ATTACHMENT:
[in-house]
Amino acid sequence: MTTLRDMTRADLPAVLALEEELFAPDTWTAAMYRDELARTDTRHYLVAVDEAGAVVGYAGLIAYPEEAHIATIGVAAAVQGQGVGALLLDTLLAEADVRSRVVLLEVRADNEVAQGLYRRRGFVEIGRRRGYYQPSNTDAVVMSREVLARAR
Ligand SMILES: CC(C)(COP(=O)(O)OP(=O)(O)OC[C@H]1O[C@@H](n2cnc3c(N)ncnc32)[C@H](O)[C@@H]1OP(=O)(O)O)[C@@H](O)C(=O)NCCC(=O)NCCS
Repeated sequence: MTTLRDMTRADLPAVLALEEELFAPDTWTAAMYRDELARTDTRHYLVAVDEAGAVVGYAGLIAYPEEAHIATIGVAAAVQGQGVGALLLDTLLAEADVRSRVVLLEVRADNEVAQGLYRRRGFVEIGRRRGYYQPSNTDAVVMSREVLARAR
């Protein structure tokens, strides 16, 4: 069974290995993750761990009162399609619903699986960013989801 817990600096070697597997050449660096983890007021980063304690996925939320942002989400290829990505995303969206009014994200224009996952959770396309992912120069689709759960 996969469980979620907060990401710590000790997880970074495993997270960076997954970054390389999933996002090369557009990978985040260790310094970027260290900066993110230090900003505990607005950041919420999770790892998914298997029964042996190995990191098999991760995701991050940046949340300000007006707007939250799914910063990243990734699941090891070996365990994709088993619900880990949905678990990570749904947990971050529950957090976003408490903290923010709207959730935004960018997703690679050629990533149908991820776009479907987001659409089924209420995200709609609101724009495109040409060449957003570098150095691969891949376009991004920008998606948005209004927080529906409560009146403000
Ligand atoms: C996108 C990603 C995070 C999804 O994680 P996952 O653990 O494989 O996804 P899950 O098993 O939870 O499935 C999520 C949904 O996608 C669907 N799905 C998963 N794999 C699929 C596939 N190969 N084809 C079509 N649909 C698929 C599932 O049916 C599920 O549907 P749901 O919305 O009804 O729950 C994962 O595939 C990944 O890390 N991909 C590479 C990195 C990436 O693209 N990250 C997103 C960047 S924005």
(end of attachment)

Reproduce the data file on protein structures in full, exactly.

[in-house]
Amino acid sequence: MTTLRDMTRADLPAVLALEEELFAPDTWTAAMYRDELARTDTRHYLVAVDEAGAVVGYAGLIAYPEEAHIATIGVAAAVQGQGVGALLLDTLLAEADVRSRVVLLEVRADNEVAQGLYRRRGFVEIGRRRGYYQPSNTDAVVMSREVLARAR
Ligand SMILES: CC(C)(COP(=O)(O)OP(=O)(O)OC[C@H]1O[C@@H](n2cnc3c(N)ncnc32)[C@H](O)[C@@H]1OP(=O)(O)O)[C@@H](O)C(=O)NCCC(=O)NCCS
Repeated sequence: MTTLRDMTRADLPAVLALEEELFAPDTWTAAMYRDELARTDTRHYLVAVDEAGAVVGYAGLIAYPEEAHIATIGVAAAVQGQGVGALLLDTLLAEADVRSRVVLLEVRADNEVAQGLYRRRGFVEIGRRRGYYQPSNTDAVVMSREVLARAR
């Protein structure tokens, strides 16, 4: 069974290995993750761990009162399609619903699986960013989801 817990600096070697597997050449660096983890007021980063304690996925939320942002989400290829990505995303969206009014994200224009996952959770396309992912120069689709759960 996969469980979620907060990401710590000790997880970074495993997270960076997954970054390389999933996002090369557009990978985040260790310094970027260290900066993110230090900003505990607005950041919420999770790892998914298997029964042996190995990191098999991760995701991050940046949340300000007006707007939250799914910063990243990734699941090891070996365990994709088993619900880990949905678990990570749904947990971050529950957090976003408490903290923010709207959730935004960018997703690679050629990533149908991820776009479907987001659409089924209420995200709609609101724009495109040409060449957003570098150095691969891949376009991004920008998606948005209004927080529906409560009146403000
Ligand atoms: C996108 C990603 C995070 C999804 O994680 P996952 O653990 O494989 O996804 P899950 O098993 O939870 O499935 C999520 C949904 O996608 C669907 N799905 C998963 N794999 C699929 C596939 N190969 N084809 C079509 N649909 C698929 C599932 O049916 C599920 O549907 P749901 O919305 O009804 O729950 C994962 O595939 C990944 O890390 N991909 C590479 C990195 C990436 O693209 N990250 C997103 C960047 S924005």